Australian House votes against gay marriage

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The Australian House of Representatives has voted 98-42 against a bill to lift the country’s ban against same-sex marriage. The vote took place on Sept. 19, the same day the Australian Senate was to debate the bill.

Polls show that a majority of Australians support legalizing same-sex marriage, but the Liberal Party and many in the Labor Party, including Prime Minister Julia Gillard, oppose equality.

Currently Australian law defines marriage as a union between a man and a woman.

Gillard allowed Labor members a “conscience vote” on the bill so that they could vote based on their personal beliefs rather than the party line.

Openly gay Finance Minister Penny Wong tried to convince those lawmakers to support gay marriage, saying in a House speech, “If you subscribe to the principal of equality, as I’m sure most in the chamber would, then substitute ‘same sex’ for ‘race’ in this debate and see if it changes your view,” she said. “Just imagine if we told Australians today that they could not marry the person they love because of the color of their skin.”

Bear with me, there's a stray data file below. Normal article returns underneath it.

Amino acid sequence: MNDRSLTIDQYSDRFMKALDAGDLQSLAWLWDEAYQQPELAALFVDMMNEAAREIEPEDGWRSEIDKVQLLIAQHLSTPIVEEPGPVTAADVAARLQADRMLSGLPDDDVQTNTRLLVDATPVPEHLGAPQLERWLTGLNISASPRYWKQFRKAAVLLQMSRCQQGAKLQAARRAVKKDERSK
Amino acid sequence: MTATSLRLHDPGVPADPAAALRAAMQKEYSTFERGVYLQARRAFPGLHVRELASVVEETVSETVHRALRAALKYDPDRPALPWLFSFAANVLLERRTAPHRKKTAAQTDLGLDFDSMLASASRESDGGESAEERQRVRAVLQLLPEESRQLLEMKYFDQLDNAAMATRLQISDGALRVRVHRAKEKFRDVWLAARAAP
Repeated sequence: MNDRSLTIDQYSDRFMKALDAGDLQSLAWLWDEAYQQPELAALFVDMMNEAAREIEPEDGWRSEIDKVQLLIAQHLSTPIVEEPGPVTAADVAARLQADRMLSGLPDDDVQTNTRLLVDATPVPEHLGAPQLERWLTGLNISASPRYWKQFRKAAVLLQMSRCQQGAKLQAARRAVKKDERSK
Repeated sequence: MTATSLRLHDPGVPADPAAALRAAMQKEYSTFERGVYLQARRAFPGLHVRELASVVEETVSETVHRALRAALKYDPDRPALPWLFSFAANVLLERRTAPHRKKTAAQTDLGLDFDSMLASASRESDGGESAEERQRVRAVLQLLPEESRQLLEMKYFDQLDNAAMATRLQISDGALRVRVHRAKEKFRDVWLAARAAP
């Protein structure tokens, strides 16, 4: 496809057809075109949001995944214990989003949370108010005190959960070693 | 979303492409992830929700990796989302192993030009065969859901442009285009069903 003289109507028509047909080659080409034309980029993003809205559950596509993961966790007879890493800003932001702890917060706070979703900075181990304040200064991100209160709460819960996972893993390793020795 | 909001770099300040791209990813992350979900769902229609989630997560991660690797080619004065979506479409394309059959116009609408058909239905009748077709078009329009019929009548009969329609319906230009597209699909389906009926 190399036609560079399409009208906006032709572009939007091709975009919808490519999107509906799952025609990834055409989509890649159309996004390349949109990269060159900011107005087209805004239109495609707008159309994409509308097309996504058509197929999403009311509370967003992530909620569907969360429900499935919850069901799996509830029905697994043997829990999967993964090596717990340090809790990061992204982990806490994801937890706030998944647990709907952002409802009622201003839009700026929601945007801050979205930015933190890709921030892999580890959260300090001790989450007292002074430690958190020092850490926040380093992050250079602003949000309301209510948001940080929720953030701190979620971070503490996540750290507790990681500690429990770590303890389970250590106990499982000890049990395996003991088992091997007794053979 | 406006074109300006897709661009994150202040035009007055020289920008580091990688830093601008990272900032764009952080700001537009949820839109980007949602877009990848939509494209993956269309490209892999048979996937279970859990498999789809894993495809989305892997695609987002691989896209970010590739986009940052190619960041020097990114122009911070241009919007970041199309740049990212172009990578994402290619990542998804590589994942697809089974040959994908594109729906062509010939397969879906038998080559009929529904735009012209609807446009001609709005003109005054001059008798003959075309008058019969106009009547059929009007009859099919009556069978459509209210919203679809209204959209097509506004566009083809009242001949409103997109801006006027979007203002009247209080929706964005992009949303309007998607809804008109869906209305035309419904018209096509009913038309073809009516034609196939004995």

Another lawmaker, Cory Bernardi, caused controversy when he likened homosexuality to bestiality. “There are even some creepy people out there, who say it’s OK to have consensual sexual relations between humans and animals. Will that be a future step?”

While there was a loss on gay marriage at the federal level, some states in Australia have moved to recognize gay marriage. Tasmania has passed a marriage equality bill and campaigns are moving forward in South Australia, the ACT and New South Wales.